|The Bushehr nuclear-power pllant is expected to reach full capacity in November, according to officials [GALLO/GETTY]
Iran’s first nuclear-power plant has started adding electricity to the national grid, finally coming on stream after years of delays, according to local media.
The connection of the Bushehr plant to the national grid was originally scheduled for the end of 2010.
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“Last night at 11:29pm [18:59 GMT], the Bushehr power plant was connected with 60 megawatts to the national grid,” Hamid Khadem Qaemi, a spokesman for the Atomic Energy Organisation, told Al-Alam television on Sunday.
He told Iran’s Arabic language TV station that the plant would be officially inaugurated on September 12, by which time it would be operating at 40 per cent capacity.
Mohammad Ahmadian, the deputy atomic chief in charge of power plants, told state television the plant was expected to reach full capacity in November.
“But it is very important for us to take these final steps with utmost safety concerns in mind. We want to have guaranteed functional operation,” Ahmadian said.
Russia – which built the plant – has pinned the blame for the delays on Iran, saying its engineers have been forced to work with outdated parts. The latest delay in March was blamed on wear and tear at the plant.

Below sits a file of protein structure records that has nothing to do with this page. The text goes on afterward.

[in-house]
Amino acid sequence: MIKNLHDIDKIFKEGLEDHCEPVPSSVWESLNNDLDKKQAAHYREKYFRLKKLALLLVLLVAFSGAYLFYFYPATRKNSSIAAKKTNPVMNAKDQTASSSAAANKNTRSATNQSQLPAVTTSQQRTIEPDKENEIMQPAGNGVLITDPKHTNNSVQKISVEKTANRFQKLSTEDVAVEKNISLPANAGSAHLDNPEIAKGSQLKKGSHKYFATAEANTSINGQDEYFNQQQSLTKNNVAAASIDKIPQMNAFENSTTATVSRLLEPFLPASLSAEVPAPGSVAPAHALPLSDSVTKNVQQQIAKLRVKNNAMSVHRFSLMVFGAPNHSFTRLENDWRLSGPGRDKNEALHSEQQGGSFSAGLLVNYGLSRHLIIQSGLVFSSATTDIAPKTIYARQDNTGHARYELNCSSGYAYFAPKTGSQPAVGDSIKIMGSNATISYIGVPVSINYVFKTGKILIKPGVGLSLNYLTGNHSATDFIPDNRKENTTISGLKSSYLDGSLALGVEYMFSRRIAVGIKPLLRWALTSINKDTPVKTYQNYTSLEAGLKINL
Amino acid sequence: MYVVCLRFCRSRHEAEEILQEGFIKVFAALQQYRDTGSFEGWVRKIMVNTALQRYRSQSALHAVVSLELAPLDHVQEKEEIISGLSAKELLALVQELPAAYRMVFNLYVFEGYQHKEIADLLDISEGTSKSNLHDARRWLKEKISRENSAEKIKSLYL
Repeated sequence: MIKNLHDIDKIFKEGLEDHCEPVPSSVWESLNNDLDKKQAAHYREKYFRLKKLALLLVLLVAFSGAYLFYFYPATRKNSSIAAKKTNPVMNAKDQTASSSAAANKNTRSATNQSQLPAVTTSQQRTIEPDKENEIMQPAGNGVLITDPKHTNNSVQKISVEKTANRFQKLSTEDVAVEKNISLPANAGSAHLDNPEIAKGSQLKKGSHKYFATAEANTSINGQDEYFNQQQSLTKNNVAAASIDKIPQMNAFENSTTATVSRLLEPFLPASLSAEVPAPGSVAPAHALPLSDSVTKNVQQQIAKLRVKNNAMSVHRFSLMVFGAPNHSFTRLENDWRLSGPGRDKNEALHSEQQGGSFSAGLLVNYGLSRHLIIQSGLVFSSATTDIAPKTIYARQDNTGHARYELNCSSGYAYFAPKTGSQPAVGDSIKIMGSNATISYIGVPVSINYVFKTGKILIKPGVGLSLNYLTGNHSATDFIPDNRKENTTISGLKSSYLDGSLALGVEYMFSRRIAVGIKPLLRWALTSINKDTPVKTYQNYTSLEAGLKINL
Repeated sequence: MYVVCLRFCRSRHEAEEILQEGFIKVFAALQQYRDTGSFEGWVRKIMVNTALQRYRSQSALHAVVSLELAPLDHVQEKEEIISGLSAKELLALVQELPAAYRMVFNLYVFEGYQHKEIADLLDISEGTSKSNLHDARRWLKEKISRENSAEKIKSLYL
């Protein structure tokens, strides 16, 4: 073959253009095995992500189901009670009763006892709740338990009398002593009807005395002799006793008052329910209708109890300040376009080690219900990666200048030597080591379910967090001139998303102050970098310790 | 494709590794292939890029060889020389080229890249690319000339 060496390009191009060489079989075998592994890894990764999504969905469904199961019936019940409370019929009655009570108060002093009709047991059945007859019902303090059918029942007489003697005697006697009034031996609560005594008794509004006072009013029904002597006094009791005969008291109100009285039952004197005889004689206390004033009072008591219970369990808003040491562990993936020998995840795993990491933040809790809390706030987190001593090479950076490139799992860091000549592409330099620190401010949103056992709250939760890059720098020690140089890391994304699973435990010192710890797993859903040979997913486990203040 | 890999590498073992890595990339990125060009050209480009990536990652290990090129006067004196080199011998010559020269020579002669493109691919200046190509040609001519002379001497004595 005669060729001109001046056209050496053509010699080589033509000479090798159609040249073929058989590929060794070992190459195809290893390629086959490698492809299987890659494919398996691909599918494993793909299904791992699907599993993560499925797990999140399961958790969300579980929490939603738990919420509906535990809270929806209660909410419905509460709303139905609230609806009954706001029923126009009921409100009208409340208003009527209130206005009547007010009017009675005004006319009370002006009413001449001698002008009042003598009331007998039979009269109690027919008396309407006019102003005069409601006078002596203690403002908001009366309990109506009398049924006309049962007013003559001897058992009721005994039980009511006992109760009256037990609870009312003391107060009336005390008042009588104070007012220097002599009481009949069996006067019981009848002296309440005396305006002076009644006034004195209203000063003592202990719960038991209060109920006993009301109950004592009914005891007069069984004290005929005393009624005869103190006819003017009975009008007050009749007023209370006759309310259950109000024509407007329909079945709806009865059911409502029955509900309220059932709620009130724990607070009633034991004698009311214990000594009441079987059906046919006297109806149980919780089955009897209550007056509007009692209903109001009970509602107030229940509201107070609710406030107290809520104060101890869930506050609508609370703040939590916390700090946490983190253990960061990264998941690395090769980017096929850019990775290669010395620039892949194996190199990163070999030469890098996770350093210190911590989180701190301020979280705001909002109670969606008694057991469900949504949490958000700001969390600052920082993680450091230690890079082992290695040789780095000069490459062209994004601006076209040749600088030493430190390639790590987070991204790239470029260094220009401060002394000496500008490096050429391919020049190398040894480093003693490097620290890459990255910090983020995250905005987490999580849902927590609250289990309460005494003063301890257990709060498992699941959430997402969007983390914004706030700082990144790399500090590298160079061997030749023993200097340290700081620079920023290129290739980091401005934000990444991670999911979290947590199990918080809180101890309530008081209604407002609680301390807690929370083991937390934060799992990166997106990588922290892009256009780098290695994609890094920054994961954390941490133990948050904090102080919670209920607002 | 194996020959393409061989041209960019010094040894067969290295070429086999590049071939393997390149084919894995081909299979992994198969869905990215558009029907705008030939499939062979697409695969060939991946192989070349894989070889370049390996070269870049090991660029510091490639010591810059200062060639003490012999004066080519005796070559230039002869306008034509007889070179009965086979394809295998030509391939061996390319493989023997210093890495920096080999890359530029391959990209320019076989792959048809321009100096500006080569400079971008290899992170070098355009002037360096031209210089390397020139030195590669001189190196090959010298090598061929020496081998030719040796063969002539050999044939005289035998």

Started by Germany’s Siemens in the 1970s before Iran’s Islamic revolution, the project was later taken over by Russian engineers.
The $1bn plant on the Gulf coast is the first of what Iran hopes will become a network of nuclear facilities that will reduce its reliance on its abundant fossil fuels.
However, the West fears Iran’s nuclear programme is aimed at making atomic weapons, a charge which Tehran routinely denies.
Experts say the Bushehr plant will not bring Iran any closer to building a nuclear bomb because Russia will supply the enriched uranium for the reactor and take away spent fuel that could be used to make weapons-grade plutonium.
Meanwhile, Iran on Friday welcomed an International Atomic Energy Agency (IAEA) report on its nuclear activities, saying it was as a “step forward” and highlighted positive steps taken by Tehran towards “co-operation and transparency”.
But the UN atomic watchdog said in a confidential report, a copy of which was obtained by the AFP news agency on Friday, that it was “increasingly concerned about the possible existence in Iran of past or current undisclosed nuclear related activities involving military related organisations”.
These included “activities related to the development of a nuclear payload for a missile”, according to the report, which is due to be discussed by the IAEA’s board of governors at a September 12-16 meeting.